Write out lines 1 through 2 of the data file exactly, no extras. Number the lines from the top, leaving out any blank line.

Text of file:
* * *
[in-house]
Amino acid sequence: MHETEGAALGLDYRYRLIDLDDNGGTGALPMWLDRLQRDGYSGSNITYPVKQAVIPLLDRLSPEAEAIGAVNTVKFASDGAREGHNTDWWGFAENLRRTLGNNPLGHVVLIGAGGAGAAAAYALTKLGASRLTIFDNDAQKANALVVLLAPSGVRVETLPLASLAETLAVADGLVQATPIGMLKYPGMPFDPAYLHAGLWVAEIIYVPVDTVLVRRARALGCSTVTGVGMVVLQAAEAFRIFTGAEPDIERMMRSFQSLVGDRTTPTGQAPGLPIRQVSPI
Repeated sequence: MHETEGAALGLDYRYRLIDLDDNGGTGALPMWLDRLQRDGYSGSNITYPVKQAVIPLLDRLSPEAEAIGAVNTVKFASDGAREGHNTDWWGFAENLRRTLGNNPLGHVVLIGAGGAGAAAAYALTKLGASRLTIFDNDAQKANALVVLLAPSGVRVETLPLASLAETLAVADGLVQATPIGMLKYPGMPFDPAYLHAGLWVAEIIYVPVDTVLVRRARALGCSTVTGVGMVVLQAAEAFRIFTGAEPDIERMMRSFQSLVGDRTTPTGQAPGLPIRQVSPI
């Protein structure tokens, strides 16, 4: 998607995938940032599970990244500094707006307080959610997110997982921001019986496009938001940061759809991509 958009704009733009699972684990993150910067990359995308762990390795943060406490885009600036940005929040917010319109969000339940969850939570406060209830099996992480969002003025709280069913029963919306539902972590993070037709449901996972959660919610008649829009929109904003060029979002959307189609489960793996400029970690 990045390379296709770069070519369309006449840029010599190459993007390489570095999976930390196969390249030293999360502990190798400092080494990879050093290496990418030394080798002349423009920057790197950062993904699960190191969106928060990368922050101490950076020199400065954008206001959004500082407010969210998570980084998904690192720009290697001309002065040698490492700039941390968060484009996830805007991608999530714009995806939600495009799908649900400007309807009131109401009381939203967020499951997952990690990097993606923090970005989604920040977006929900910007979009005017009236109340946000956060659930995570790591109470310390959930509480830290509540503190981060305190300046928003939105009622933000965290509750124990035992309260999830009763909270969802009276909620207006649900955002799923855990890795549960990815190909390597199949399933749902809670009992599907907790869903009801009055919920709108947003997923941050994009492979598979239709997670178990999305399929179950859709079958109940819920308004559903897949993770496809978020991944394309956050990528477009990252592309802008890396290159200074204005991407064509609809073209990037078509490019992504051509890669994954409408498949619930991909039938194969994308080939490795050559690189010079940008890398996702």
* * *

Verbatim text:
[in-house]
Amino acid sequence: MHETEGAALGLDYRYRLIDLDDNGGTGALPMWLDRLQRDGYSGSNITYPVKQAVIPLLDRLSPEAEAIGAVNTVKFASDGAREGHNTDWWGFAENLRRTLGNNPLGHVVLIGAGGAGAAAAYALTKLGASRLTIFDNDAQKANALVVLLAPSGVRVETLPLASLAETLAVADGLVQATPIGMLKYPGMPFDPAYLHAGLWVAEIIYVPVDTVLVRRARALGCSTVTGVGMVVLQAAEAFRIFTGAEPDIERMMRSFQSLVGDRTTPTGQAPGLPIRQVSPI